• Applying page or row compression (both online/offline) to the source before the affinitized copy (offline), to see if compressing the data first could speed up the destination. Note that the copy could be done online too but, like Andy Mallon's int to bigint conversion, it requires some gymnastics. Note that in this case we can't take advantage of CPU affinity (though we could if the source table were already partitioned). I was smart and took a backup of the original source, and created a procedure to revert the database back to its initial state. Much faster and easier than trying to revert to a specific state manually.

    -- refresh source, then do page online:
    -- then run SQLQueryStress
    -- refresh source, then do page offline:
    -- then run SQLQueryStress
    -- refresh source, then do row online:
    -- then run SQLQueryStress
    -- refresh source, then do row offline:
    -- then run SQLQueryStress
  • And finally, rebuilding the clustered index onto the partition scheme first, then building the clustered columnstore index on top of that. The downside to the latter is that, in SQL Server 2017, you cannot run this online… but you will be able to in 2019.

    Here we need to drop the PK constraint first; you can't use DROP_EXISTING, since the original unique constraint can't be enforced by the clustered columnstore index, and you can't replace a unique clustered index with a non-unique clustered index.

    Msg 1907, Level 16, State 1
    Cannot recreate index 'pk_tblOriginal'. The new index definition does not match the constraint being enforced by the existing index.

    All these details make this a three-step process, only the second step online. The first step I only explicitly tested OFFLINE; that ran in three minutes, while ONLINE I stopped after 15 minutes. One of those things that maybe shouldn't be a size-of-data operation in either case, but I'll leave that for another day.

    ALTER TABLE dbo.tblOriginal DROP CONSTRAINT PK_tblOriginal WITH (ONLINE = OFF);
    CREATE CLUSTERED INDEX CCI_tblOriginal -- yes, a bad name, but only temporarily
      ON dbo.tblOriginal(OID)
      WITH (ONLINE = ON)
      ON PS_OID (OID); -- this moves the data
      ON dbo.tblOriginal
        -- in 2019, CCI can be ONLINE = ON as well
      ON PS_OID (OID);


Timings and compression rates:

Some options are better than othersSome options are better than others

Note that I rounded to GB because there would be minor differences in final size after every run, even using the same technique. Also, the timings for the affinity methods were based on the average individual scheduler/batch runtime, since some schedulers finished faster than others.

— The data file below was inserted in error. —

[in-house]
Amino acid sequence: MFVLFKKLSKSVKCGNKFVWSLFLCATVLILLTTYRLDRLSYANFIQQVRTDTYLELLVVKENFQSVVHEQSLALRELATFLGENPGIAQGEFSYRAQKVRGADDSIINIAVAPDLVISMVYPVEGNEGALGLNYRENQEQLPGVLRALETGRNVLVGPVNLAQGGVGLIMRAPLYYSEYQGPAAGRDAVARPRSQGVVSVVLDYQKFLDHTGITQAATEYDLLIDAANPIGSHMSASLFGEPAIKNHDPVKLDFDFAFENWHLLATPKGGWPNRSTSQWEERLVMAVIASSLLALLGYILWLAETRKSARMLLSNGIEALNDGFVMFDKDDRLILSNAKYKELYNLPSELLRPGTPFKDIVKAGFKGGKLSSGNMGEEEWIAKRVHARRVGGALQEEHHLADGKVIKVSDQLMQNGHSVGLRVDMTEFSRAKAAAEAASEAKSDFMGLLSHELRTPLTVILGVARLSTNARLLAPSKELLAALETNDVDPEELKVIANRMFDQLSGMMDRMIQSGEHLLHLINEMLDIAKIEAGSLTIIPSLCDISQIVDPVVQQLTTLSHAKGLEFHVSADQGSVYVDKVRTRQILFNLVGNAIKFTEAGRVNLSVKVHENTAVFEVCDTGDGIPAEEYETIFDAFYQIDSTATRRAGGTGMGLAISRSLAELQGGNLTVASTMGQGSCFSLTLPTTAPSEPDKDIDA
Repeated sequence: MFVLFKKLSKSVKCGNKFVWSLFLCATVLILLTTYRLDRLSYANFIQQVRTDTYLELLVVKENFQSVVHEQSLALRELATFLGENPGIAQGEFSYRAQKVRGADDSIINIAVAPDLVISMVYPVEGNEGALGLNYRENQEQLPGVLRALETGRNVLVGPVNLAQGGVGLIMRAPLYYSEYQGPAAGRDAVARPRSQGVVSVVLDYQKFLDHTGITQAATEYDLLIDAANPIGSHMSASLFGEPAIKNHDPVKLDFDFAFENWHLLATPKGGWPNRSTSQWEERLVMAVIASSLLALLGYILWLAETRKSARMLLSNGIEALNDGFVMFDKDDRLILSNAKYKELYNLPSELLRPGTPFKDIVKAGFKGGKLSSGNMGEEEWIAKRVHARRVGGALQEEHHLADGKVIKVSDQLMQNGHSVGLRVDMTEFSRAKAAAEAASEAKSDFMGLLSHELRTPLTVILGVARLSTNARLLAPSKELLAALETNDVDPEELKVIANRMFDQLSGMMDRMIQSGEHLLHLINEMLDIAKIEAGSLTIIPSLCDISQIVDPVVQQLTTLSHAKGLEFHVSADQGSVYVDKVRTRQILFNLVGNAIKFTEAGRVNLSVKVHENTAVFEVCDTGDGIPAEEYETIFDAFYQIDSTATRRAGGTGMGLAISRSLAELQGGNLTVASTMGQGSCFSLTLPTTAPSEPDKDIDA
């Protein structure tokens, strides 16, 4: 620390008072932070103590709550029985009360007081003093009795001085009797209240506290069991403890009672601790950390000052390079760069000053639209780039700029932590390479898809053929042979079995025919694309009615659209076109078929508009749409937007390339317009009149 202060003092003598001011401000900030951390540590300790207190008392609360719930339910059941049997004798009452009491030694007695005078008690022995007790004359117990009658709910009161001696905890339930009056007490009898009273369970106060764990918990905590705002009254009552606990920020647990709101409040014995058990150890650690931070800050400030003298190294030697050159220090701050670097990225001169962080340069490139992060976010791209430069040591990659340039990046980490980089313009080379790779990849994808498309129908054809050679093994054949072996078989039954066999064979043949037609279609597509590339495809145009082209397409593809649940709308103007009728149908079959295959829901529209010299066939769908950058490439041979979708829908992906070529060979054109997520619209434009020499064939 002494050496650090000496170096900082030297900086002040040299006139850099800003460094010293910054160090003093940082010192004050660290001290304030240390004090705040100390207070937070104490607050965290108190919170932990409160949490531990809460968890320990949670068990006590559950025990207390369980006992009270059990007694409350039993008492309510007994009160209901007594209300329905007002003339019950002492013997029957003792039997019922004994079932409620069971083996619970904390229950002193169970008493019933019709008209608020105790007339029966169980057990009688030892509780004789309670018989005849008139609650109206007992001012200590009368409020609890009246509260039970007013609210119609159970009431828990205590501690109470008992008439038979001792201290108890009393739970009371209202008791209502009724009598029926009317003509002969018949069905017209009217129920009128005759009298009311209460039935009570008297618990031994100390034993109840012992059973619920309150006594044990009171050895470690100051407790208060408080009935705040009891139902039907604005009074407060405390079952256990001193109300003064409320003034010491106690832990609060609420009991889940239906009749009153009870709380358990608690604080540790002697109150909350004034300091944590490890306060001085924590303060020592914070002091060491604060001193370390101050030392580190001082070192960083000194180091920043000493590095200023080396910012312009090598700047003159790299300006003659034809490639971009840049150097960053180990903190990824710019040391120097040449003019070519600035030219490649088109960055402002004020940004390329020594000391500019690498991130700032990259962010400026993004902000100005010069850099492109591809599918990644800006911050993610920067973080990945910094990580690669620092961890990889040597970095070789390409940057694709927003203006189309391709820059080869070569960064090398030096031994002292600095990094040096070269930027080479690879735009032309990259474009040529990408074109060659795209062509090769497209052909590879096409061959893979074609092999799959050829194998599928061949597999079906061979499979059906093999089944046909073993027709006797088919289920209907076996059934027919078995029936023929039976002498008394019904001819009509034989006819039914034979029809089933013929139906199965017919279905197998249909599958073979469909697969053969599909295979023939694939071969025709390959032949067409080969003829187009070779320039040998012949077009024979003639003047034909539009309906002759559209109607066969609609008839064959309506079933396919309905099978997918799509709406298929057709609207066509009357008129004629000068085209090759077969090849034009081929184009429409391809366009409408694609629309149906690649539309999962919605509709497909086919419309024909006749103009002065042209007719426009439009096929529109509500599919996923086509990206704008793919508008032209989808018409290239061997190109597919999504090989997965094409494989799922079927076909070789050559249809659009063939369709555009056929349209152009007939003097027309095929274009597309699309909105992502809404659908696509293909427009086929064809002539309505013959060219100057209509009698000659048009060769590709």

It's hard to envision an exact picture from the spreadsheet as shown, because some tasks have dependencies, so I'll try to display the info as a timeline and show how much compression you get compared to the time spent:

Time spent (minutes) vs. compression rateTime spent (minutes) vs. compression rate

A few observations from the results, with the caveat that your data may compress differently (and that online operations only apply to you if you use Enterprise Edition):

  • If your priority is to save some space as quickly as possible, your best bet is to apply row compression in place. If you want to minimize disruption, use online; if you want to optimize speed, use offline.
  • If you want to maximize compression with zero disruption, you can approach 90% storage reduction without any disruption at all, using page compression online.
  • If you want to maximize compression and disruption is okay, copy the data to a new, partitioned version of the table, with a clustered columnstore index, and use the affinity process described above to migrate the data. (And again, you can eliminate this disruption if you are a better planner than me.)

The final option worked best for my scenario, though we'll still have to kick the tires on the workloads (yes, plural). Also note that in SQL Server 2019 this technique may not work so well, but you can build clustered columnstore indexes online there, so it may not matter as much.

Some of these approaches may be more or less acceptable to you, because you may favor "staying available" over "finishing as quickly as possible," or "minimizing disk usage" over "staying available," or just balancing read performance and write overhead.

If you want more details on any aspect of this, just ask. I trimmed some of the fat to balance detail with digestibility, and I've been wrong about that balance before. A parting thought is that I'm curious how linear this is – we have another table with a similar structure that is over 25 TB, and I'm curious if we can make some similar impact there. Until then, happy compressing!

[ Part 1 | Part 2 | Part 3 ]